5:22ff EDITOR'S NOTE: The qualifier “without a cause” appears in IRENAEUS, TATIAN and CYPRIAN. But certain Greek manuscripts, the Gospel of the Nazarenes (2nd c.) and ORIGEN do not contain “without a cause.” This addition may have been an attempt by scribes to soften Jesus' bold assertion.

THE DIDACHE: Do not be prone to anger, for anger leads the way to murder; neither jealous, nor quarrelsome, nor of hot temper; for out of all these murders are engendered. 7.378.

IRENAEUS: “He that is angry with his brother without a cause, shall be in danger of the judgment.” All this is declared, that we may know that we shall give account to God not of deeds only, as slaves, but even of words and thoughts, as those who have truly received the power of liberty, in which condition a man is more severely tested, whether he will reverence, and fear, and love the Lord. Against Heresies, 1.482.

IRENAEUS: From that Father, therefore, from whom the Son was sent to those husbandmen who slew Him, from Him also were the servants sent.But the Son, as coming from the Father with supreme authority, used to express Himself thus: “But I say to you.” The servants, again, who came as from their Lord, spoke after the manner of servants, delivering a message; and they therefore used to say, “Thus says the Lord.”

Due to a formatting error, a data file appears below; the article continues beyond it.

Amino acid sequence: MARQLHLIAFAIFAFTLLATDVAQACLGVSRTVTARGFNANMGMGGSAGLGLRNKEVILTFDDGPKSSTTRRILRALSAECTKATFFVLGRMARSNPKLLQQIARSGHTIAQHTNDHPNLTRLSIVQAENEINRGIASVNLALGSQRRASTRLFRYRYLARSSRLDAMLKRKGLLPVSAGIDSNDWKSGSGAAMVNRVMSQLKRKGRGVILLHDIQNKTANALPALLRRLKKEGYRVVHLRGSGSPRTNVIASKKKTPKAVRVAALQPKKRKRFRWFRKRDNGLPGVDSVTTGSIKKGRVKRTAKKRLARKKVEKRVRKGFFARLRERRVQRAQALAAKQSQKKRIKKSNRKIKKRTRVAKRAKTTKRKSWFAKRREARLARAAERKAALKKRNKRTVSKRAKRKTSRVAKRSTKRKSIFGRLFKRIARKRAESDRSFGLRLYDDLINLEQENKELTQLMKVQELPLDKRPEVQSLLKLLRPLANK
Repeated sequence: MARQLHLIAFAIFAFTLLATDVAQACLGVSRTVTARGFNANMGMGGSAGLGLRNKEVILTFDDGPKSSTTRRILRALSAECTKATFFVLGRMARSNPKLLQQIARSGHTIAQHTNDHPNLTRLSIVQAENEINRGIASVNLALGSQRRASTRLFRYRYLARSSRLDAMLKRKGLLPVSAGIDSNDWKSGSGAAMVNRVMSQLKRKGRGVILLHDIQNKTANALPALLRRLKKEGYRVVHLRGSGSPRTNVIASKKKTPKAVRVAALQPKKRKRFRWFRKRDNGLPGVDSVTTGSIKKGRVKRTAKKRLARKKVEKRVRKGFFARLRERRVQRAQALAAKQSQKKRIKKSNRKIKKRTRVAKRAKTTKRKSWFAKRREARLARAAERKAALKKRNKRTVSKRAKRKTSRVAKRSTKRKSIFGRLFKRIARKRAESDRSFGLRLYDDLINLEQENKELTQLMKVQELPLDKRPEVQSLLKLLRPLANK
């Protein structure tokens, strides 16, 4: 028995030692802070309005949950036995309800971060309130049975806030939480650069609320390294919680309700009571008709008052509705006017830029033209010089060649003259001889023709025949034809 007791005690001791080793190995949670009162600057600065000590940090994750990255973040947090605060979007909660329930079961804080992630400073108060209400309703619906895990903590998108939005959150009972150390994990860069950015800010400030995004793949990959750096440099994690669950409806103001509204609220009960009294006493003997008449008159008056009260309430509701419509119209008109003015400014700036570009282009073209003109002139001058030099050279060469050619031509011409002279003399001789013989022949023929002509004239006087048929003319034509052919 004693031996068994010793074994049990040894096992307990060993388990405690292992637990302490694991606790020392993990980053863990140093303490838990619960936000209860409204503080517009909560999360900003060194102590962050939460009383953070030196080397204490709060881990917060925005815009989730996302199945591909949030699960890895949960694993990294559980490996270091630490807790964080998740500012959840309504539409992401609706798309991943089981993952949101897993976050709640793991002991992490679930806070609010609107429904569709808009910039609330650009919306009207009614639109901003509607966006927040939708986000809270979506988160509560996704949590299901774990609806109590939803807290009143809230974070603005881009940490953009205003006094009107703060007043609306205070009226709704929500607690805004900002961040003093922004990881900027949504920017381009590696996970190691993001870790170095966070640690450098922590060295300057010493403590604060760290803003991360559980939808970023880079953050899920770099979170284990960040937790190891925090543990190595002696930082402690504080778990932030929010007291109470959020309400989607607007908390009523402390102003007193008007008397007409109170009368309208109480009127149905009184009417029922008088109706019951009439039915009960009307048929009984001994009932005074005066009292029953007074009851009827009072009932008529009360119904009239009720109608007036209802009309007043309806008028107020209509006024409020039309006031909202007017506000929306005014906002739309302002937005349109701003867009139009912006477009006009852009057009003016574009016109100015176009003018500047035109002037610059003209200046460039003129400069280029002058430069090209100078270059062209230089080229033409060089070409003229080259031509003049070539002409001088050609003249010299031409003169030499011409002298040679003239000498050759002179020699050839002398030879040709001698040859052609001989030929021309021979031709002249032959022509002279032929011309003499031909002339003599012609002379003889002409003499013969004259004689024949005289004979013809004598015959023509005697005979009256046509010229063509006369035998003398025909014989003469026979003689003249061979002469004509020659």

Against Heresies, 1.515.

CLEMENT OF ALEXANDRIA: This filthy speaking the apostle beats off, saying, “Let no corrupt communication proceed out of your mouth, but what is good.” And again, “As is fitting for saints, do not let filthiness be named among you, nor foolish talking, nor jesting, which things are not seemly, but rather giving of thanks." And if “he that calls his brother a fool be in danger of the judgment,” what shall we pronounce regarding him who speaks what is foolish? Is it not written respecting such: “Whosoever shall speak an idle word, shall give an account to the Lord in the day of judgment?” And again, “By your speech you will be justified,” He says, “and by your speech you will be condemned.” What, then, are the salutary ear-guards, and what the regulations for slippery eyes? Conversations with the righteous, preoccupying and forearming the ears against those that would lead away from the truth. The Instructor, 2.250-251.

CLEMENT OF ALEXANDRIA: Wisdom pronounces anger a wretched thing. The Instructor, 2.293.